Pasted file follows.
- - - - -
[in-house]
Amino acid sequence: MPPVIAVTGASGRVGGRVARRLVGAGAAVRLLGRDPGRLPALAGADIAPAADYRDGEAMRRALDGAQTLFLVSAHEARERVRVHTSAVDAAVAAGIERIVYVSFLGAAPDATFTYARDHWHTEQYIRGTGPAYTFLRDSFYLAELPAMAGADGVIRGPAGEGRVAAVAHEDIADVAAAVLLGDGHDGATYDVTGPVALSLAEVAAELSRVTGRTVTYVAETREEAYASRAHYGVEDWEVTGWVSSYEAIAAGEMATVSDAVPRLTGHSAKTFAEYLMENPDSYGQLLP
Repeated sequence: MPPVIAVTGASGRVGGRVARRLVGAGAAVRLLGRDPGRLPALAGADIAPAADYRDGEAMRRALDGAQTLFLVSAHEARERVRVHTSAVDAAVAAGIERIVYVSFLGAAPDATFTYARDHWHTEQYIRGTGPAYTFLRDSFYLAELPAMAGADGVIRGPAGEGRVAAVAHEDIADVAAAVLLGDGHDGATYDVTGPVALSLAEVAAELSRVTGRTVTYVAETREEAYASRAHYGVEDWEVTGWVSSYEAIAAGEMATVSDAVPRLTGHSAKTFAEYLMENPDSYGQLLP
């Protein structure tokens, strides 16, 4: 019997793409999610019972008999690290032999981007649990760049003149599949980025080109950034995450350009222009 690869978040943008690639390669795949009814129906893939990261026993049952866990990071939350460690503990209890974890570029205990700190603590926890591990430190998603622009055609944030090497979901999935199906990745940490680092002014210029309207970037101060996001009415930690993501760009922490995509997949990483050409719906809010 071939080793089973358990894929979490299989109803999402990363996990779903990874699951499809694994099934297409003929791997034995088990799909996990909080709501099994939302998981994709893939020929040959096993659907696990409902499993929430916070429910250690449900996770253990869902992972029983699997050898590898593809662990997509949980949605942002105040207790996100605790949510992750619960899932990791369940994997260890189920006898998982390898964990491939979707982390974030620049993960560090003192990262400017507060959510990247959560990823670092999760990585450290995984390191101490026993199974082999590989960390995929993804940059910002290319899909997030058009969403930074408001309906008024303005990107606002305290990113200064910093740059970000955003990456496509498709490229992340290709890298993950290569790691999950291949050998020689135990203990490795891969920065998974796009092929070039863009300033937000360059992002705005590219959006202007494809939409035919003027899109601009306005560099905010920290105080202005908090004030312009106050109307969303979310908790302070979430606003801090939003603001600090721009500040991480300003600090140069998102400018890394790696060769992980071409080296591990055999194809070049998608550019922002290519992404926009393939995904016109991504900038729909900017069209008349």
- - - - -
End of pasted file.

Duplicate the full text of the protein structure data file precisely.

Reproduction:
[in-house]
Amino acid sequence: MPPVIAVTGASGRVGGRVARRLVGAGAAVRLLGRDPGRLPALAGADIAPAADYRDGEAMRRALDGAQTLFLVSAHEARERVRVHTSAVDAAVAAGIERIVYVSFLGAAPDATFTYARDHWHTEQYIRGTGPAYTFLRDSFYLAELPAMAGADGVIRGPAGEGRVAAVAHEDIADVAAAVLLGDGHDGATYDVTGPVALSLAEVAAELSRVTGRTVTYVAETREEAYASRAHYGVEDWEVTGWVSSYEAIAAGEMATVSDAVPRLTGHSAKTFAEYLMENPDSYGQLLP
Repeated sequence: MPPVIAVTGASGRVGGRVARRLVGAGAAVRLLGRDPGRLPALAGADIAPAADYRDGEAMRRALDGAQTLFLVSAHEARERVRVHTSAVDAAVAAGIERIVYVSFLGAAPDATFTYARDHWHTEQYIRGTGPAYTFLRDSFYLAELPAMAGADGVIRGPAGEGRVAAVAHEDIADVAAAVLLGDGHDGATYDVTGPVALSLAEVAAELSRVTGRTVTYVAETREEAYASRAHYGVEDWEVTGWVSSYEAIAAGEMATVSDAVPRLTGHSAKTFAEYLMENPDSYGQLLP
């Protein structure tokens, strides 16, 4: 019997793409999610019972008999690290032999981007649990760049003149599949980025080109950034995450350009222009 690869978040943008690639390669795949009814129906893939990261026993049952866990990071939350460690503990209890974890570029205990700190603590926890591990430190998603622009055609944030090497979901999935199906990745940490680092002014210029309207970037101060996001009415930690993501760009922490995509997949990483050409719906809010 071939080793089973358990894929979490299989109803999402990363996990779903990874699951499809694994099934297409003929791997034995088990799909996990909080709501099994939302998981994709893939020929040959096993659907696990409902499993929430916070429910250690449900996770253990869902992972029983699997050898590898593809662990997509949980949605942002105040207790996100605790949510992750619960899932990791369940994997260890189920006898998982390898964990491939979707982390974030620049993960560090003192990262400017507060959510990247959560990823670092999760990585450290995984390191101490026993199974082999590989960390995929993804940059910002290319899909997030058009969403930074408001309906008024303005990107606002305290990113200064910093740059970000955003990456496509498709490229992340290709890298993950290569790691999950291949050998020689135990203990490795891969920065998974796009092929070039863009300033937000360059992002705005590219959006202007494809939409035919003027899109601009306005560099905010920290105080202005908090004030312009106050109307969303979310908790302070979430606003801090939003603001600090721009500040991480300003600090140069998102400018890394790696060769992980071409080296591990055999194809070049998608550019922002290519992404926009393939995904016109991504900038729909900017069209008349």